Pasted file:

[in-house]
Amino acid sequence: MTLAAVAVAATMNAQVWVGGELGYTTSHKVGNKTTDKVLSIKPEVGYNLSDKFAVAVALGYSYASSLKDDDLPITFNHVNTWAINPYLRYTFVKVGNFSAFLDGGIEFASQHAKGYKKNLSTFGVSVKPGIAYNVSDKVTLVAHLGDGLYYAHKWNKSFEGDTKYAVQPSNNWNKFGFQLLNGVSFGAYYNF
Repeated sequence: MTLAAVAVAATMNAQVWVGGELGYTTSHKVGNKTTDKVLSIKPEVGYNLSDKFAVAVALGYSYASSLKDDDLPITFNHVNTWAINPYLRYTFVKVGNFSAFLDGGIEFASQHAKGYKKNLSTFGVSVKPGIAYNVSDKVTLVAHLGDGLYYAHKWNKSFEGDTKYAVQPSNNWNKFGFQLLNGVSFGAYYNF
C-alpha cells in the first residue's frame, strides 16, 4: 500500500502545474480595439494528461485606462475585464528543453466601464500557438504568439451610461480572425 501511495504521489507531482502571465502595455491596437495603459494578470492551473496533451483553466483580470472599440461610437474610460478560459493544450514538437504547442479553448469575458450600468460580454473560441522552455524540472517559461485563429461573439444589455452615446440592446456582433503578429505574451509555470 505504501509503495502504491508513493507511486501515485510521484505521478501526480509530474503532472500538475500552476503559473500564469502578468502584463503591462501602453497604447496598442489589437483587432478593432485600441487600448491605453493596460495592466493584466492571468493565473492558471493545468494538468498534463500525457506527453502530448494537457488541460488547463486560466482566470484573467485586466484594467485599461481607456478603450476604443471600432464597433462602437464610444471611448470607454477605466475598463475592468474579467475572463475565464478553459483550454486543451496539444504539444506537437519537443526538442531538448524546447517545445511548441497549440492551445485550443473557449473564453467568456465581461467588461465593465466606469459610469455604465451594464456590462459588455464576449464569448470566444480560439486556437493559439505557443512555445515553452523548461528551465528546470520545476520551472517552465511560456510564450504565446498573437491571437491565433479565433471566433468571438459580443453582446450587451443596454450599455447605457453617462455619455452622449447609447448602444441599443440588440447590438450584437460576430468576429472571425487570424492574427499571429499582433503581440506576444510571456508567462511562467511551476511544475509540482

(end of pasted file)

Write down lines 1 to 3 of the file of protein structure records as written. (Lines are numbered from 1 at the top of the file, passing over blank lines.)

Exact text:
[in-house]
Amino acid sequence: MTLAAVAVAATMNAQVWVGGELGYTTSHKVGNKTTDKVLSIKPEVGYNLSDKFAVAVALGYSYASSLKDDDLPITFNHVNTWAINPYLRYTFVKVGNFSAFLDGGIEFASQHAKGYKKNLSTFGVSVKPGIAYNVSDKVTLVAHLGDGLYYAHKWNKSFEGDTKYAVQPSNNWNKFGFQLLNGVSFGAYYNF
Repeated sequence: MTLAAVAVAATMNAQVWVGGELGYTTSHKVGNKTTDKVLSIKPEVGYNLSDKFAVAVALGYSYASSLKDDDLPITFNHVNTWAINPYLRYTFVKVGNFSAFLDGGIEFASQHAKGYKKNLSTFGVSVKPGIAYNVSDKVTLVAHLGDGLYYAHKWNKSFEGDTKYAVQPSNNWNKFGFQLLNGVSFGAYYNF